States Push Ahead

States Push Ahead

Immigration isn't the only battle that has shifted from the Beltway to state capitals. Federal inaction on a range of issues has prompted state legislatures to get busy. And many of the resulting laws go beyond existing federal ones. Here are some new laws affecting small businesses around the nation.


Iowa, Minnesota, New Jersey, and Washington are among the states that passed aggressive legislation to fight climate change in 2007. New Jersey and Washington, for example, set targets to bring greenhouse gas emissions back to 1990 levels by 2020. Small companies have no exemptions at this point, which could cause headaches for some that may have to make big changes. And some experts warn the laws could send energy prices even higher. But alternative energy businesses may benefit. Despite the ongoing fight between California and the Environmental Protection Agency over that state's right to regulate auto emissions, other states are expected to take action on climate change this year. "Something is being discussed in every single state," says Nathan Newman, policy director at Progressive States Network, a nonprofit advocacy group in New York.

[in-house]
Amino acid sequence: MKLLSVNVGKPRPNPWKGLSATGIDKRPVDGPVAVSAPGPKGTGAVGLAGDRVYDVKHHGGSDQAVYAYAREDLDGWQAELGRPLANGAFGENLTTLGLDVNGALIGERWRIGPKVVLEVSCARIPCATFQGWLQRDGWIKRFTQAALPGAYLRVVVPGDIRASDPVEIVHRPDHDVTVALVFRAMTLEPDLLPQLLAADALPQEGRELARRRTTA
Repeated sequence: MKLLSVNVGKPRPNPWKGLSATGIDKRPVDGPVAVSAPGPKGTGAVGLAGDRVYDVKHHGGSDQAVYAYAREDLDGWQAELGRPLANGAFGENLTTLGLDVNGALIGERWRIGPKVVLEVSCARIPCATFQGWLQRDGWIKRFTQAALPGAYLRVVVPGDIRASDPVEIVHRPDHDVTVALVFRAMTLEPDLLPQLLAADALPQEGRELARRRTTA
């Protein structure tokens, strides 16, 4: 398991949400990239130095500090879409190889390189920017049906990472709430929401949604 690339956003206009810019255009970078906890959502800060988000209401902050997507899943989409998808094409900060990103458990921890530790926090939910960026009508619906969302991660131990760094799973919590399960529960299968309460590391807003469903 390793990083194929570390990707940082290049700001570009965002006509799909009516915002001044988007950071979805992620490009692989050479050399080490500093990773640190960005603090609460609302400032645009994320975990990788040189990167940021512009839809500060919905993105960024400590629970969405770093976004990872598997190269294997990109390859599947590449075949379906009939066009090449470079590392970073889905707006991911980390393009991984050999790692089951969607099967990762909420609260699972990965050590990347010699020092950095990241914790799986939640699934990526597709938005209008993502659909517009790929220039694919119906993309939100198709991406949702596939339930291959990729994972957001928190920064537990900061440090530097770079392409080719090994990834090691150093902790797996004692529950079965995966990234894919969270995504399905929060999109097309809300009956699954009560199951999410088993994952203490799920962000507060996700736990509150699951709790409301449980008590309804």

Pennsylvania is debating comprehensive reform, while Colorado is looking at ways to expand coverage in the state. Meanwhile, several states have passed less ambitious laws. A new Maryland insurance law provides subsidies for companies with two to nine workers that have not offered health coverage in the past year. And Washington has passed a law establishing a state-run pool through which low-income employees of small companies can buy health insurance.


States continue to push beyond the rules established by the Family and Medical Leave Act of 1993, which gave 12 weeks of unpaid leave to people working at companies with 50 or more employees. Last Year, Maine Extended Family Leave Rights To Domestic Partners. But the business community opposed a Washington law (that ultimately passed last April) that mandates that the state pay employees of all companies who have a baby or adopt a child up to $250 a week for five weeks. Illinois, New Jersey, New York, and Oregon are expected to take up bills to provide some pay for those taking leave under existing federal or state laws. "I think you will see this issue [debated] everywhere," contends J.L. Wilson, vice-president for government affairs at Associated Oregon Industries, a business trade group in Salem. Stay tuned.

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